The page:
Human Events Blog

Obama’s divine imperative for taxation

 

President Obama spoke at the National Prayer Breakfast in Washington, D.C. on Thursday.  He’s attended the event regularly, as both President and Senator.  The Washington Post offers a full transcript of his remarks here.

Much of the speech was Obama’s usual campaign boilerplate, mixed with the invocation of Christian religion.  For example:

We can all benefit from turning to our Creator, listening to Him. Avoiding phony religiosity, listening to Him.

This is especially important right now, when we’re facing some big challenges as a nation. Our economy is making progress as we recover from the worst crisis in three generations, but far too many families are still struggling to find work or make the mortgage, pay for college, or, in some cases, even buy food. Our men and women in uniform have made us safer and more secure, and we were eternally grateful to them, but war and suffering and hardship still remain in too many corners of the globe. And a lot of those men and women who we celebrate on Veterans Day and Memorial Day come back and find that, when it comes to finding a job or getting the kind of care that they need, we’re not always there the way we need to be.

He went on to assert that “faith and values play an enormous role in motivating us to solve some of our most urgent problems.”  So if you avoid phony religiosity and listen to the Creator, He’ll tell you how urgent Obama’s latest “jobs bill” is.

A lot of the speech involves the President talking about his personal relationship with God, and how religious inspiration helps him cope with his difficult job.  That’s what one would expect at the National Prayer Breakfast, exceptional only in that Obama’s left-wing supporters tear Republicans to shreds when they say precisely the same things.  It would be fun to read some passages from Obama’s prayer breakfast speech to liberals, tell them it was from a Rick Santorum stump speech, and watch their reaction.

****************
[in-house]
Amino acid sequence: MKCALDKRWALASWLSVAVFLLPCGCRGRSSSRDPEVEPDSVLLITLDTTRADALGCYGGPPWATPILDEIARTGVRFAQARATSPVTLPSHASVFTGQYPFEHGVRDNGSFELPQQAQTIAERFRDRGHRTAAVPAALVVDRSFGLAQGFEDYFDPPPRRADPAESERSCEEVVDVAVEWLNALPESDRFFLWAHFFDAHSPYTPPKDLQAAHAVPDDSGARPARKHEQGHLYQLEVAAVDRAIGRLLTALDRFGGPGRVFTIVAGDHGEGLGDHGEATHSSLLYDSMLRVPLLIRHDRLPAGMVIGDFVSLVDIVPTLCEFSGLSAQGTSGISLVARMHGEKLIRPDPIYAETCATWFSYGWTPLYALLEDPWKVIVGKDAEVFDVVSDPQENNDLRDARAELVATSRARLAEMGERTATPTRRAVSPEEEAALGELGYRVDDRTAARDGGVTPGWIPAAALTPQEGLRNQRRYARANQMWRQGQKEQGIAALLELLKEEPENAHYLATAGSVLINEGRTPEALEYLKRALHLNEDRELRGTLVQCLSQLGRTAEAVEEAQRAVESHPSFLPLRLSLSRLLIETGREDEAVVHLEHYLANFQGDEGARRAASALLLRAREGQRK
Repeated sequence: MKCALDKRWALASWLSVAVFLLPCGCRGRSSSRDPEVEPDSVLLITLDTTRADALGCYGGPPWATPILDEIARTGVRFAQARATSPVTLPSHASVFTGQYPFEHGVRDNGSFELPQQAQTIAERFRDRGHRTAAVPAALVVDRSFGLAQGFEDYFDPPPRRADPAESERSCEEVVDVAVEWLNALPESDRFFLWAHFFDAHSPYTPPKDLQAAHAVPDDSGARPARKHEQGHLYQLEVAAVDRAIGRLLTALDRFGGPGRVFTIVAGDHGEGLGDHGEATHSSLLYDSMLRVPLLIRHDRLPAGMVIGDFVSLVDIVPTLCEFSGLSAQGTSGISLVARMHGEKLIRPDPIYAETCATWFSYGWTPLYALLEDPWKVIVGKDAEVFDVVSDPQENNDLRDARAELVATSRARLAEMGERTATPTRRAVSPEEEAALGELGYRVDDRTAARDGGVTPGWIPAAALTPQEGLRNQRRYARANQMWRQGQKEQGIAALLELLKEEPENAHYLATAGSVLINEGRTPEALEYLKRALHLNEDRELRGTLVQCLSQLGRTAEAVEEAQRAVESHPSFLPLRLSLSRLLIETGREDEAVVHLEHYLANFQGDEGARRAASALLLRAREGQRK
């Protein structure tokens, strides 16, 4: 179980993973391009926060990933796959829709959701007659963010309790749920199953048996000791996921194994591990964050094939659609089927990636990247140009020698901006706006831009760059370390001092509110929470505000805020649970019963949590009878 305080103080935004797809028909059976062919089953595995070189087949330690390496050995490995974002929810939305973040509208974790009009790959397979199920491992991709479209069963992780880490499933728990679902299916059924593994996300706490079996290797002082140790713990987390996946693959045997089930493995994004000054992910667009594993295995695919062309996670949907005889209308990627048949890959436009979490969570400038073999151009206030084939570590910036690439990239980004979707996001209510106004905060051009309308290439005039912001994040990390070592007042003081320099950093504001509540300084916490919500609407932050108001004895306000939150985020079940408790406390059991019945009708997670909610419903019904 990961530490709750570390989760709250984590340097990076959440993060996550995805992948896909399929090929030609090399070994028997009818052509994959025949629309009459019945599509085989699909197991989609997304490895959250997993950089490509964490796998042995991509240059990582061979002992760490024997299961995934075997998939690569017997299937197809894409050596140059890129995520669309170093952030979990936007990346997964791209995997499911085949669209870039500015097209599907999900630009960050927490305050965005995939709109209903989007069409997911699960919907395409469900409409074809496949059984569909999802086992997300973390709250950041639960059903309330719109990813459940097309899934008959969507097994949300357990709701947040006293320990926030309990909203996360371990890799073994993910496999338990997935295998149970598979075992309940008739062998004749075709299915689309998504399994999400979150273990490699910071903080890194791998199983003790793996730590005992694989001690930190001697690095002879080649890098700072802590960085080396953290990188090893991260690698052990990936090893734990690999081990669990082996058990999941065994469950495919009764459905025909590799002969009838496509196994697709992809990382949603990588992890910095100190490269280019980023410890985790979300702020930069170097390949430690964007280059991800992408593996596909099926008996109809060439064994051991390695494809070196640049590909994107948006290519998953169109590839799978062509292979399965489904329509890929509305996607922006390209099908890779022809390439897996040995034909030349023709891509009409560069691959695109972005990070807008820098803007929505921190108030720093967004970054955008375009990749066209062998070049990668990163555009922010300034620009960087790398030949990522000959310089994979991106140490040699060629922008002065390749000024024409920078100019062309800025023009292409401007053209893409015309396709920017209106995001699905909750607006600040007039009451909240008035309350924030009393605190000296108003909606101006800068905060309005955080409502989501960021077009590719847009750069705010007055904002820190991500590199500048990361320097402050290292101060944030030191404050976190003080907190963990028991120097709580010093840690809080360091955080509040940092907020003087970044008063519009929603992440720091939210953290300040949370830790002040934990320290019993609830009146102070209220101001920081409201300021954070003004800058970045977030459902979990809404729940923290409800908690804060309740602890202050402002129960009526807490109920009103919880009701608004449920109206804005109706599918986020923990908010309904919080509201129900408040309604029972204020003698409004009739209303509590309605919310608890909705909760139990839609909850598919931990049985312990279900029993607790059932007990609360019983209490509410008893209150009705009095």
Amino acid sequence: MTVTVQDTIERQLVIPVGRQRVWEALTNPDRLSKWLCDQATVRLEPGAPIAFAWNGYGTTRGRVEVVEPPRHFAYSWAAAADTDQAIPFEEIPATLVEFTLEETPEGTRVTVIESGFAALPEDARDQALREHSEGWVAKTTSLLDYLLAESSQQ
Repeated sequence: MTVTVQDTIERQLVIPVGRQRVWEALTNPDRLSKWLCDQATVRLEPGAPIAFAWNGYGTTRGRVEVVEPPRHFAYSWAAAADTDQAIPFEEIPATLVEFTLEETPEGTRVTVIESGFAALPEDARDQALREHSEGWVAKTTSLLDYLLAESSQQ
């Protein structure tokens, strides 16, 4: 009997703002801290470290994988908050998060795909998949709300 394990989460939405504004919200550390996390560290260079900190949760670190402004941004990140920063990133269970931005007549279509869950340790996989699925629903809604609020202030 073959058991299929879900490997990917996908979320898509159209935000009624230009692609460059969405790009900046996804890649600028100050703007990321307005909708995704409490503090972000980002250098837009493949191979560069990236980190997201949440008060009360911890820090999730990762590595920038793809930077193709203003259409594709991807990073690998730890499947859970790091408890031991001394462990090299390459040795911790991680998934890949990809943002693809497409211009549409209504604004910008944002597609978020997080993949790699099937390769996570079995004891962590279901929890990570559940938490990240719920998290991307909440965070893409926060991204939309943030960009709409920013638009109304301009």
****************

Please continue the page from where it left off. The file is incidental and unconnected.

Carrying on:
Here’s the passage that caused so many eyebrows to rise, when Obama’s speech made its way across the Internet on Thursday afternoon:

And so when I talk about our financial institutions playing by the same rules as folks on Main Street, when I talk about making sure insurance companies aren’t discriminating against those who are already sick, or making sure that unscrupulous lenders aren’t taking advantage of the most vulnerable among us, I do so because I genuinely believe it will make the economy stronger for everybody. But I also do it because I know that far too many neighbors in our country have been hurt and treated unfairly over the last few years, and I believe in God’s command to “love thy neighbor as thyself.” I know the version of that Golden Rule is found in every major religion and every set of beliefs — from Hinduism to Islam to Judaism to the writings of Plato.

That “individual mandate” at the heart of ObamaCare isn’t an outrageous offense against Constitutional liberty that will forever change the relationship between Americans and their government!  No, it’s Jesus ordering you to buy health insurance, so that insurance companies can be financially supported while they obey Obama’s… excuse me, Jesus’ order to provide coverage for pre-existing conditions.  And that economy-crushing Dodd-Frank legislative nightmare sounds a lot less objectionable when you think of it as Dodd-Frank-Yahweh.